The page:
He said he didn’t want to climb the government engineering ladder anymore and started talking with Delaini around two years ago about the brewery idea.

“Our wives knew each other. The bees and the beer seem to go together really well,” Mikesell said. “I was looking for a change of career.”

“Honey is an extremely fermentable sugar,” Mikesell said.

This process is perhaps highlighted best in the “Whole Hive Braggot,” a 10 ABV brew created with 100 pounds of honey, around what one hive can produce in one year.

Mikesell said yeast chews honey up, creating a high alcohol content but leaving very little nectar left for flavor. To create the honey-flavored beers, he delays when the honey for flavor is put in.

He also said he hopes to eventually serve up mead, a honey-based libation that requires a wine license, as it is classified as a wine.

Delaini has been working with bees for over a decade. He started because of an online job advertisement.

“I wanted to do something different for the summer and I went onto Craigslist just looking for bizarre jobs,” Delaini said.

He said he started as a grunt, stuck around and started an apprenticeship, and eventually became an apiarist, a beekeeper. He moved to the area five years ago.

Mikesell moved up from D.C. recently and still travels back to visit his wife, who is working down there. The CSP mocha stout is one he specially brewed for his wife on their wedding.

Hex and Hop incorporated in April 2018 after months of discussion between Delaini and Mikesell.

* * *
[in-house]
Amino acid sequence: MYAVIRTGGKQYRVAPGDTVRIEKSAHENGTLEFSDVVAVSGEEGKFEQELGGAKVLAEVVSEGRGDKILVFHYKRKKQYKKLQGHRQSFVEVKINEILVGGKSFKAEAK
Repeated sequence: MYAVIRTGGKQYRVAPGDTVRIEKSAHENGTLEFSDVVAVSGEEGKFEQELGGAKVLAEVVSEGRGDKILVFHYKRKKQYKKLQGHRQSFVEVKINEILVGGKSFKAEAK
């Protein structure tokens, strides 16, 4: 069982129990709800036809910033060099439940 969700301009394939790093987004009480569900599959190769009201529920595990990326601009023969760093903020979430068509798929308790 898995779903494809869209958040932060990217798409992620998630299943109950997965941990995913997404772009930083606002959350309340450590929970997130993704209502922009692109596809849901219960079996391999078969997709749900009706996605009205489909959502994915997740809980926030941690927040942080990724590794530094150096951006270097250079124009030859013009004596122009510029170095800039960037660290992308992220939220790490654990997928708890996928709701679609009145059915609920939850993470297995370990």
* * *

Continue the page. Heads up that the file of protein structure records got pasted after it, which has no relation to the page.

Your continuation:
“This is Nick and I and traditional loans,” Mikesell said.

“The town has been an unbelievable supporter,” Delaini said.

The two faced some delays in the permitting process on the state and federal level, which just resolved recently. They submitted their federal application 48 hours before the 35-day government shutdown from December 2018 to January 2019.

“We did have some struggles with the timeline with the state brewing license,” Mikesell said. “Apparently they had a very large backlog.”

He said state Sen. Betty Little, R-Queensbury, and Assemblyman Dan Stec, R-Queensbury, were helpful in that process.

After a three-month wait, they received the permits two weeks ago. Mikesell said he quickly brewed six batches in two weeks and prepared for the Grand Pouring.

On Saturday food trucks run by Farm strEats, ADK Noodle Company, North Country Food Lab, Triple Green Jade Farm, Moonstone Farm, Kate Mountain Farm and Paul Smith’s College served up hot food.

Both Mikesell and Delaini said they want to work primarily with local suppliers. Their own food comes from Northern Feast Catering and North Country Creamery in Keeseville, Sugar House Creamery in Upper Jay, Juniper Hill Farms in Wadhams, Kreature Butcher Shop and Bliss and Vinegar in Lake Placid, and Mountain Tomboy in Keene.

They said they would like to have their property on state Route 3 be a permanent location for local food trucks.